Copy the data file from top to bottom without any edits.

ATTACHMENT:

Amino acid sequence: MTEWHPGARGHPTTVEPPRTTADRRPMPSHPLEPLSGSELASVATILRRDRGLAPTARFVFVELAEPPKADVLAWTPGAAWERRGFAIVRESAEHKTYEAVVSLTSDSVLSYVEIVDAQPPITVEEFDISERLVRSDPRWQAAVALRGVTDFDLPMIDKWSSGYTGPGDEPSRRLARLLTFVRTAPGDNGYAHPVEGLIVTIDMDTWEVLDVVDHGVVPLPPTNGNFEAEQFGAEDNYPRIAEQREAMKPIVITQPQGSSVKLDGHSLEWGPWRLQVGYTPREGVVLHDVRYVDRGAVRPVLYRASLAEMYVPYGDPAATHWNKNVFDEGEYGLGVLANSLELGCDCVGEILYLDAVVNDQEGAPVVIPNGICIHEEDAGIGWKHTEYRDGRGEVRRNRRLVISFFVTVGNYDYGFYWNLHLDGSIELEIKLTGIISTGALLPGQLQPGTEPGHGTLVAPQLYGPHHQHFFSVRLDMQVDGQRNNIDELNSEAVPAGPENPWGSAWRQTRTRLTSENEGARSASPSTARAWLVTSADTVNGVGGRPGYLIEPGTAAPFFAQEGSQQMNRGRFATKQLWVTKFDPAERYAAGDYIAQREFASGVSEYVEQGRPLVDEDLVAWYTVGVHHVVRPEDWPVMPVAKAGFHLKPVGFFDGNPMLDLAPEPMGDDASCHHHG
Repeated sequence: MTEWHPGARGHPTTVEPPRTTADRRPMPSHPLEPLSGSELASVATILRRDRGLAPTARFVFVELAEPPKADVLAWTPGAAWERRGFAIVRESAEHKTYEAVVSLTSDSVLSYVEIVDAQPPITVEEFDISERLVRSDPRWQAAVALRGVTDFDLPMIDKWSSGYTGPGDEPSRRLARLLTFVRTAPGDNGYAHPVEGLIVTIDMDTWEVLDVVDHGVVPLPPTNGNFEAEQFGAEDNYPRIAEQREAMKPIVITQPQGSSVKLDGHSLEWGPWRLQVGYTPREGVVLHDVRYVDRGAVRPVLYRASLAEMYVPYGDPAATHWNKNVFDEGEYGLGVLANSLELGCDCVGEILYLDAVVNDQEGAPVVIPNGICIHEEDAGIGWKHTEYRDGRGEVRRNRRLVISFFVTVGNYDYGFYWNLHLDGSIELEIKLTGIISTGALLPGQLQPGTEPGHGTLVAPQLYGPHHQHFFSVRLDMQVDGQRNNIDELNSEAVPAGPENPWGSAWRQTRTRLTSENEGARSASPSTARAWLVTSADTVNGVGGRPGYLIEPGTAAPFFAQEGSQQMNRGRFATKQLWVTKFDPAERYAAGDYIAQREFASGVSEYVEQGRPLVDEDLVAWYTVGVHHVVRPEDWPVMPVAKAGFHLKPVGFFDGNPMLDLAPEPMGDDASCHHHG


Amino acid sequence: MTEWHPGARGHPTTVEPPRTTADRRPMPSHPLEPLSGSELASVATILRRDRGLAPTARFVFVELAEPPKADVLAWTPGAAWERRGFAIVRESAEHKTYEAVVSLTSDSVLSYVEIVDAQPPITVEEFDISERLVRSDPRWQAAVALRGVTDFDLPMIDKWSSGYTGPGDEPSRRLARLLTFVRTAPGDNGYAHPVEGLIVTIDMDTWEVLDVVDHGVVPLPPTNGNFEAEQFGAEDNYPRIAEQREAMKPIVITQPQGSSVKLDGHSLEWGPWRLQVGYTPREGVVLHDVRYVDRGAVRPVLYRASLAEMYVPYGDPAATHWNKNVFDEGEYGLGVLANSLELGCDCVGEILYLDAVVNDQEGAPVVIPNGICIHEEDAGIGWKHTEYRDGRGEVRRNRRLVISFFVTVGNYDYGFYWNLHLDGSIELEIKLTGIISTGALLPGQLQPGTEPGHGTLVAPQLYGPHHQHFFSVRLDMQVDGQRNNIDELNSEAVPAGPENPWGSAWRQTRTRLTSENEGARSASPSTARAWLVTSADTVNGVGGRPGYLIEPGTAAPFFAQEGSQQMNRGRFATKQLWVTKFDPAERYAAGDYIAQREFASGVSEYVEQGRPLVDEDLVAWYTVGVHHVVRPEDWPVMPVAKAGFHLKPVGFFDGNPMLDLAPEPMGDDASCHHHG
Repeated sequence: MTEWHPGARGHPTTVEPPRTTADRRPMPSHPLEPLSGSELASVATILRRDRGLAPTARFVFVELAEPPKADVLAWTPGAAWERRGFAIVRESAEHKTYEAVVSLTSDSVLSYVEIVDAQPPITVEEFDISERLVRSDPRWQAAVALRGVTDFDLPMIDKWSSGYTGPGDEPSRRLARLLTFVRTAPGDNGYAHPVEGLIVTIDMDTWEVLDVVDHGVVPLPPTNGNFEAEQFGAEDNYPRIAEQREAMKPIVITQPQGSSVKLDGHSLEWGPWRLQVGYTPREGVVLHDVRYVDRGAVRPVLYRASLAEMYVPYGDPAATHWNKNVFDEGEYGLGVLANSLELGCDCVGEILYLDAVVNDQEGAPVVIPNGICIHEEDAGIGWKHTEYRDGRGEVRRNRRLVISFFVTVGNYDYGFYWNLHLDGSIELEIKLTGIISTGALLPGQLQPGTEPGHGTLVAPQLYGPHHQHFFSVRLDMQVDGQRNNIDELNSEAVPAGPENPWGSAWRQTRTRLTSENEGARSASPSTARAWLVTSADTVNGVGGRPGYLIEPGTAAPFFAQEGSQQMNRGRFATKQLWVTKFDPAERYAAGDYIAQREFASGVSEYVEQGRPLVDEDLVAWYTVGVHHVVRPEDWPVMPVAKAGFHLKPVGFFDGNPMLDLAPEPMGDDASCHHHG